As DeSantis’ standing in national polls continues to sink further behind Trump in the GOP presidential nomination race, the changing political dynamics could leave DeSantis as a lame-duck governor and give Perez and Albritton leverage over the governor if they choose to use it.

“He has a real opportunity to govern, to lead the state,” said Carlos Trujillo, a former state legislator who has known Perez for 15 years and is the former law partner of Perez’s best friend, Andrew Vargas.

Trujillo said he expects Perez’s agenda will be less focused on ideological culture wars that have defined DeSantis’ tenure as governor and “more focused on how (government) affects your average Floridian.”

That includes tackling homeowner’s insurance, housing affordability, “the challenges of all the safety nets and the vulnerable populations that we have in our state,” said Trujillo, who served for four years in the Trump administration.

Sen. Ana Maria Rodriguez, a Miami Republican, said the political dynamics in the GOP presidential race could change how DeSantis handles the Legislature going forward.

“Before session ended, he (DeSantis) was clearly on a different trajectory, and that has changed,” she said. “So now I think that it will probably change the way he may govern.”

Endorsing DeSantis for GOP nomination

Perez has endorsed DeSantis for president and worked to advance much of the governor’s agenda. As the national chairperson of the American Legislative Exchange Council, a consortium of conservative legislators, Perez has also echoed many of the conservative talking points used by the governor.

On Sunday night, DeSantis attended a small reception that served as the precursor for Perez’s formal designation ceremony. A who’s who of Miami politicos and Florida Republicans attended the Monday morning ceremony at the Capitol. Among them: U.S. Rep. Matt Gaetz, former state Sen. Frank Artiles, Florida former business regulation chief Halsey Beshears, former Florida State University President John Thrasher and New College interim president and former House Speaker Richard Corcoran.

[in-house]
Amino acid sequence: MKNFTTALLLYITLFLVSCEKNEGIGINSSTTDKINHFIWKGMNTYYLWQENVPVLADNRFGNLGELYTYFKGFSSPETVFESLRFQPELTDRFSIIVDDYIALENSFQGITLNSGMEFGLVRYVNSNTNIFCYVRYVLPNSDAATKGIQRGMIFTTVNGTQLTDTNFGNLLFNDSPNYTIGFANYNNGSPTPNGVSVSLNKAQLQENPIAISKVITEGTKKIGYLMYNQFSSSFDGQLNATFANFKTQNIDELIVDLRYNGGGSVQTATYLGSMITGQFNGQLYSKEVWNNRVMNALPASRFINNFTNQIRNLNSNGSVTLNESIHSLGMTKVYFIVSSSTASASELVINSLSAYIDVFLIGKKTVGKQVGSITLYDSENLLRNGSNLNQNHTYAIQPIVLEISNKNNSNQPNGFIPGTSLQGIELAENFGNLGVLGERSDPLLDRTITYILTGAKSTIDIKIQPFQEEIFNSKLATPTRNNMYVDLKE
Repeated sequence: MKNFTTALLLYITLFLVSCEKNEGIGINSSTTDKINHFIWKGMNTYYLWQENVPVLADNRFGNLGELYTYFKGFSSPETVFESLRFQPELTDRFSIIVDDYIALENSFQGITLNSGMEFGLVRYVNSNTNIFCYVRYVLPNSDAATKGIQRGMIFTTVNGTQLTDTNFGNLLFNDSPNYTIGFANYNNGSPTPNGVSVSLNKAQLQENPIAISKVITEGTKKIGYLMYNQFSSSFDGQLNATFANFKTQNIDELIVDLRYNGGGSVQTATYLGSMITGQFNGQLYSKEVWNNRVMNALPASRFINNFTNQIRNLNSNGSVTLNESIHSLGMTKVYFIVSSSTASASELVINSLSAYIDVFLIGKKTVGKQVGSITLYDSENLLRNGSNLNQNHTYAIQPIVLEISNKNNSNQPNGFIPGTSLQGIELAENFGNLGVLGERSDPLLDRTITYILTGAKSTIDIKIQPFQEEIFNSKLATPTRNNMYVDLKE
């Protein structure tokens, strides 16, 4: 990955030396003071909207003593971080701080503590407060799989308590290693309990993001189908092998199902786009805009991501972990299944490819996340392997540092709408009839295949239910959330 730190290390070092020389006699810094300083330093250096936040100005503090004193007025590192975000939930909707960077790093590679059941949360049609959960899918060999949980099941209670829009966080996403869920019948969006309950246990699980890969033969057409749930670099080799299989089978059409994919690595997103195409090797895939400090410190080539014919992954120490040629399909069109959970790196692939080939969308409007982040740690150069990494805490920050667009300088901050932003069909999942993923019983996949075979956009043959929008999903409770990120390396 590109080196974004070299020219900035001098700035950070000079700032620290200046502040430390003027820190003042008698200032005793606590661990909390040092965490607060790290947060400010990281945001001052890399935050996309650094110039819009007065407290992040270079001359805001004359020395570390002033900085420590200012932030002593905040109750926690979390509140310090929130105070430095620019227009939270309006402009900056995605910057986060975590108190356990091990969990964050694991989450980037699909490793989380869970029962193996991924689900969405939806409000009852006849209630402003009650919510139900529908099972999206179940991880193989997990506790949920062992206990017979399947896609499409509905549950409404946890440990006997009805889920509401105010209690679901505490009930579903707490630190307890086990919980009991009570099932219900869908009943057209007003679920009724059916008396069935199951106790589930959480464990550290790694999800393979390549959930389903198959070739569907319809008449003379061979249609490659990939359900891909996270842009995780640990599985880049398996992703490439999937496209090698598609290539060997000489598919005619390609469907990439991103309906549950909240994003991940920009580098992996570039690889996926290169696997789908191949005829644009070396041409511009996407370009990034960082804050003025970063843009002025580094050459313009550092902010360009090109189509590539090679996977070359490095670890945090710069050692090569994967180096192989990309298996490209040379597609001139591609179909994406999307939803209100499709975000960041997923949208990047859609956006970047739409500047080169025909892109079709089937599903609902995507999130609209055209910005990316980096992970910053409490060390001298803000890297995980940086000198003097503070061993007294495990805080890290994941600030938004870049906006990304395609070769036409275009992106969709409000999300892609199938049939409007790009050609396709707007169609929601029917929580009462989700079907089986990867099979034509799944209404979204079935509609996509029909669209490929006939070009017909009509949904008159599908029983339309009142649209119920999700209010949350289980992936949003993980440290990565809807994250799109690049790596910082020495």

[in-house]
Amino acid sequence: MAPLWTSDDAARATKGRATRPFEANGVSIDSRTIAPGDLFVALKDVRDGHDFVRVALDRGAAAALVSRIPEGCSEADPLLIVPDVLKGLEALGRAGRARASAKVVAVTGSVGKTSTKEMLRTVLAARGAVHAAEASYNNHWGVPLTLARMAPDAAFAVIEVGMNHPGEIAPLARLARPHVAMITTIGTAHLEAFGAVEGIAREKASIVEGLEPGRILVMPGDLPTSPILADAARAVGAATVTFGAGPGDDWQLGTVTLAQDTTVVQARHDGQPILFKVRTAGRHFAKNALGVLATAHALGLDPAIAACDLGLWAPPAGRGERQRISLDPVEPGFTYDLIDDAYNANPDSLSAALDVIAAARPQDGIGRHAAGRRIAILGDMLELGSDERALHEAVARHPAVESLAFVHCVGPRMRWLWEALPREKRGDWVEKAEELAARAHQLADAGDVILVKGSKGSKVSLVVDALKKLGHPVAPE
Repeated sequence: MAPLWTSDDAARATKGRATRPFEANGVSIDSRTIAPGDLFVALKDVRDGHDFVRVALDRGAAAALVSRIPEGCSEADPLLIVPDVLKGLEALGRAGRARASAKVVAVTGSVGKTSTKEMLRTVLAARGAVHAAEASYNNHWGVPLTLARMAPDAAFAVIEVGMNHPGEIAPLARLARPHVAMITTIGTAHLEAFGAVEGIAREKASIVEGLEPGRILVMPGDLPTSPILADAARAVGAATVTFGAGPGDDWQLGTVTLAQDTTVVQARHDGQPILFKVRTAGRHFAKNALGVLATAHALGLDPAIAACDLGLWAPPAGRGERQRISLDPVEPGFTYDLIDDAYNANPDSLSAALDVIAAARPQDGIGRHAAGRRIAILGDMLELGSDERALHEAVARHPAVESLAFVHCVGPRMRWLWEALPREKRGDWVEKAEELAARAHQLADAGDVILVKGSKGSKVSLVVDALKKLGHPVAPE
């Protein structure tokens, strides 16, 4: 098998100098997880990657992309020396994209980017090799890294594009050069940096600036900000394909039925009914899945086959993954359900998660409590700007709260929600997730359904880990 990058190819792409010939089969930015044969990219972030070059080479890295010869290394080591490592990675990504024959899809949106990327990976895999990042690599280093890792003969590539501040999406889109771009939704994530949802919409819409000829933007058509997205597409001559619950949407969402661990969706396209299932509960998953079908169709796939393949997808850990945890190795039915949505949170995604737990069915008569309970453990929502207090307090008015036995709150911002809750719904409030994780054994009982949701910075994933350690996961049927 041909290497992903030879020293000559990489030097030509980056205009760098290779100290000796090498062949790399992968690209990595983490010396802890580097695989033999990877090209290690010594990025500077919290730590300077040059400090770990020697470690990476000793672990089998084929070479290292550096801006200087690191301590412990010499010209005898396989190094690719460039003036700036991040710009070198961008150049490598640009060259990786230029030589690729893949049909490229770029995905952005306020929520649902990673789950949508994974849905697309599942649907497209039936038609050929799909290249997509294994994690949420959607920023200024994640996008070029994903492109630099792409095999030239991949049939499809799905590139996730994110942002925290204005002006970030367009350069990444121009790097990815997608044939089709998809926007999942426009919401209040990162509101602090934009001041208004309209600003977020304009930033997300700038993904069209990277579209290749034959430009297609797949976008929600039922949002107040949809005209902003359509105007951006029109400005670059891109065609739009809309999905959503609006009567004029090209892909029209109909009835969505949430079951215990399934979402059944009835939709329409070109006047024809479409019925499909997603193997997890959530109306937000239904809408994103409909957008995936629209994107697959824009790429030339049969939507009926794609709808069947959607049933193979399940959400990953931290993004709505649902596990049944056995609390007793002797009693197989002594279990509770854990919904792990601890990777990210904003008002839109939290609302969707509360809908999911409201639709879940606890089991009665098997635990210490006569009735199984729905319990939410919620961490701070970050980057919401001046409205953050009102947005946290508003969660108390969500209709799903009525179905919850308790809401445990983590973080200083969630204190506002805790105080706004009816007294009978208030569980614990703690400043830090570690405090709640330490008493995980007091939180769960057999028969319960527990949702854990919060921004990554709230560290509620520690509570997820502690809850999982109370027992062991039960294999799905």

In 2022, Perez shepherded through the House the governor’s election overhaul bill that created a new elections security office to investigate election fraud. Although election fraud is exceedingly rare, Perez called the measure an “extra resource” for local election supervisors to ensure “there are absolutely no cases falling through the cracks.”

Perez was first elected to represent House District 116 in a 2017 special election to replace former Republican Rep. Jose Felix Diaz, who left office to run unsuccessfully for the state Senate seat vacated by Artiles.

The district includes Sweetwater, parts of West Miami and South Miami. Perez won reelection in 2018 and again in 2020, even though he was targeted for defeat by a powerful member of the Miami delegation, outgoing House Speaker José Oliva of Miami Lakes.

In that race, Perez drew a pro-Trump challenger from the right, Gabriel Garcia. Oliva’s adviser, David Custin, directed mailers and Facebook ads attacking Perez over a trip he took in 2017 to Cuba with his fiancee, during which they snapped engagement photos.

Perez and his wife, Stephanie, now have two children and are expecting a third soon.

How colleagues view Perez

Several lobbyists and Perez’s legislative colleagues describe him as “hardworking,” “honest,” “well-liked” and “respected.”

“Danny’s strong suit is his ability to forge deep interpersonal relationships with other members of the Legislature,” said Nick Iarossi, a Tallahassee lobbyist and one of his earliest supporters.

Iarossi was among several lobbyists and legislators who gathered in Napa Valley earlier this month for a fundraising weekend for the House 2024 reelection effort, which Perez will lead. Also in attendance was Lt. Gov. Jeanette Nuñez, who is also from Miami.

Rather than remain seated during one elegant dinner, Perez worked the room, “like a restaurateur,” Iarossi recalled.

“He is always walking around, talking to everybody in the room, making them feel welcome, asking them how things are going in their life, and being attentive,” he said. “Building relationships is his superpower.”

Lopez, the Miami lawmaker, spent a career as an advocate and lobbyist before being elected to the state House. She now represents a moderate district and has taken several votes that went against the Republican caucus position on immigration, abortion, guns and unions.

She said that Perez’s willingness to not only listen to her but support her even when he disagreed “was remarkable.”

“I would talk to him a lot about those votes prior to taking them and he was always like, ‘Listen, Vicki, you have to be a true representative of your district,’” she said. “Which is so unusual if you know former speakers. He never makes me feel like somehow I’m on the out. … And he had a better understanding of my district than anyone else.”